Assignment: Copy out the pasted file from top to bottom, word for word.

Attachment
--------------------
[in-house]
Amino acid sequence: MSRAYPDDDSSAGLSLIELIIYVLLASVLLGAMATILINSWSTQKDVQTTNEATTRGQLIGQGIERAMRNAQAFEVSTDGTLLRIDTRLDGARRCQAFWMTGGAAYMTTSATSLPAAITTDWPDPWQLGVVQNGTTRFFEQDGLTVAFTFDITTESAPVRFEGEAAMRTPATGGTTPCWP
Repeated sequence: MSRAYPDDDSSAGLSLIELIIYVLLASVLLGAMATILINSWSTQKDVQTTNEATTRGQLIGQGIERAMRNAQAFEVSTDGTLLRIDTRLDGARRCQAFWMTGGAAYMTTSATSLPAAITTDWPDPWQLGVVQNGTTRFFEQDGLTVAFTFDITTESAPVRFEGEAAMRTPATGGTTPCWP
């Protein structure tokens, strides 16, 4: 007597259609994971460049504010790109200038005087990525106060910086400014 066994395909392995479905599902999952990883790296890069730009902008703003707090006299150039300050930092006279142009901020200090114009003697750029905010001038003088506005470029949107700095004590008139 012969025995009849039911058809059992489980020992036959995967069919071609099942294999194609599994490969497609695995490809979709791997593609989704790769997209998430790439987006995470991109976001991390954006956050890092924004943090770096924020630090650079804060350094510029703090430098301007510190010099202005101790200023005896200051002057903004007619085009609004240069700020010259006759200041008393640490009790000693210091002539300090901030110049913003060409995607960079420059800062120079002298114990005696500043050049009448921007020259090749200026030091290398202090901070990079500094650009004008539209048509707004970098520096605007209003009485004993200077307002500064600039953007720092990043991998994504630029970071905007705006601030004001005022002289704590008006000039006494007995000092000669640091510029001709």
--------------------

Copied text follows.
[in-house]
Amino acid sequence: MSRAYPDDDSSAGLSLIELIIYVLLASVLLGAMATILINSWSTQKDVQTTNEATTRGQLIGQGIERAMRNAQAFEVSTDGTLLRIDTRLDGARRCQAFWMTGGAAYMTTSATSLPAAITTDWPDPWQLGVVQNGTTRFFEQDGLTVAFTFDITTESAPVRFEGEAAMRTPATGGTTPCWP
Repeated sequence: MSRAYPDDDSSAGLSLIELIIYVLLASVLLGAMATILINSWSTQKDVQTTNEATTRGQLIGQGIERAMRNAQAFEVSTDGTLLRIDTRLDGARRCQAFWMTGGAAYMTTSATSLPAAITTDWPDPWQLGVVQNGTTRFFEQDGLTVAFTFDITTESAPVRFEGEAAMRTPATGGTTPCWP
């Protein structure tokens, strides 16, 4: 007597259609994971460049504010790109200038005087990525106060910086400014 066994395909392995479905599902999952990883790296890069730009902008703003707090006299150039300050930092006279142009901020200090114009003697750029905010001038003088506005470029949107700095004590008139 012969025995009849039911058809059992489980020992036959995967069919071609099942294999194609599994490969497609695995490809979709791997593609989704790769997209998430790439987006995470991109976001991390954006956050890092924004943090770096924020630090650079804060350094510029703090430098301007510190010099202005101790200023005896200051002057903004007619085009609004240069700020010259006759200041008393640490009790000693210091002539300090901030110049913003060409995607960079420059800062120079002298114990005696500043050049009448921007020259090749200026030091290398202090901070990079500094650009004008539209048509707004970098520096605007209003009485004993200077307002500064600039953007720092990043991998994504630029970071905007705006601030004001005022002289704590008006000039006494007995000092000669640091510029001709």